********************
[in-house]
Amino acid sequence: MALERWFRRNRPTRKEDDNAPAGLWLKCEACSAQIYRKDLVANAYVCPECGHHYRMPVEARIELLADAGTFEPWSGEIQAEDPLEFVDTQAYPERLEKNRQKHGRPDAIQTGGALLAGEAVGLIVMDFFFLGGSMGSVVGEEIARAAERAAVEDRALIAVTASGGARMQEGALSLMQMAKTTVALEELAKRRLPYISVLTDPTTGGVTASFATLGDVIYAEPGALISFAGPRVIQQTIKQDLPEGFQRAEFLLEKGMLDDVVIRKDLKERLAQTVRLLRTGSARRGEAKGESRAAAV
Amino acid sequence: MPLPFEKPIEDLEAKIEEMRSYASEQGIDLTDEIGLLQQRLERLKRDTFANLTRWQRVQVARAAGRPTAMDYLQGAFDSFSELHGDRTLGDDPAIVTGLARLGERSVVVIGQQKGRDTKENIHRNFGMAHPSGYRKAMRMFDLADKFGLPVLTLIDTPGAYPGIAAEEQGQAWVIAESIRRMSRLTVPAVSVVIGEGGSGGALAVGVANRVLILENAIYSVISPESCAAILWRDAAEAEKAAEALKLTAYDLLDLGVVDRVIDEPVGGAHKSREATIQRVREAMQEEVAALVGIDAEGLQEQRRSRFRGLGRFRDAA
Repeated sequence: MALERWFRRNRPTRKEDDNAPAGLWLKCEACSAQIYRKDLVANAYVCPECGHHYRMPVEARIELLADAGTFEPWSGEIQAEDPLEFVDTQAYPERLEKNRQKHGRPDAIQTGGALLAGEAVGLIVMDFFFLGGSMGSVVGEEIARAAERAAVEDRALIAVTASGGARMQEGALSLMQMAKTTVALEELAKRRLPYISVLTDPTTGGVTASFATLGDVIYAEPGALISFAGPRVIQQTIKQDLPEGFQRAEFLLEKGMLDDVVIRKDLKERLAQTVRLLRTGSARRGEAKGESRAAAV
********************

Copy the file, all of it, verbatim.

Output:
[in-house]
Amino acid sequence: MALERWFRRNRPTRKEDDNAPAGLWLKCEACSAQIYRKDLVANAYVCPECGHHYRMPVEARIELLADAGTFEPWSGEIQAEDPLEFVDTQAYPERLEKNRQKHGRPDAIQTGGALLAGEAVGLIVMDFFFLGGSMGSVVGEEIARAAERAAVEDRALIAVTASGGARMQEGALSLMQMAKTTVALEELAKRRLPYISVLTDPTTGGVTASFATLGDVIYAEPGALISFAGPRVIQQTIKQDLPEGFQRAEFLLEKGMLDDVVIRKDLKERLAQTVRLLRTGSARRGEAKGESRAAAV
Amino acid sequence: MPLPFEKPIEDLEAKIEEMRSYASEQGIDLTDEIGLLQQRLERLKRDTFANLTRWQRVQVARAAGRPTAMDYLQGAFDSFSELHGDRTLGDDPAIVTGLARLGERSVVVIGQQKGRDTKENIHRNFGMAHPSGYRKAMRMFDLADKFGLPVLTLIDTPGAYPGIAAEEQGQAWVIAESIRRMSRLTVPAVSVVIGEGGSGGALAVGVANRVLILENAIYSVISPESCAAILWRDAAEAEKAAEALKLTAYDLLDLGVVDRVIDEPVGGAHKSREATIQRVREAMQEEVAALVGIDAEGLQEQRRSRFRGLGRFRDAA
Repeated sequence: MALERWFRRNRPTRKEDDNAPAGLWLKCEACSAQIYRKDLVANAYVCPECGHHYRMPVEARIELLADAGTFEPWSGEIQAEDPLEFVDTQAYPERLEKNRQKHGRPDAIQTGGALLAGEAVGLIVMDFFFLGGSMGSVVGEEIARAAERAAVEDRALIAVTASGGARMQEGALSLMQMAKTTVALEELAKRRLPYISVLTDPTTGGVTASFATLGDVIYAEPGALISFAGPRVIQQTIKQDLPEGFQRAEFLLEKGMLDDVVIRKDLKERLAQTVRLLRTGSARRGEAKGESRAAAV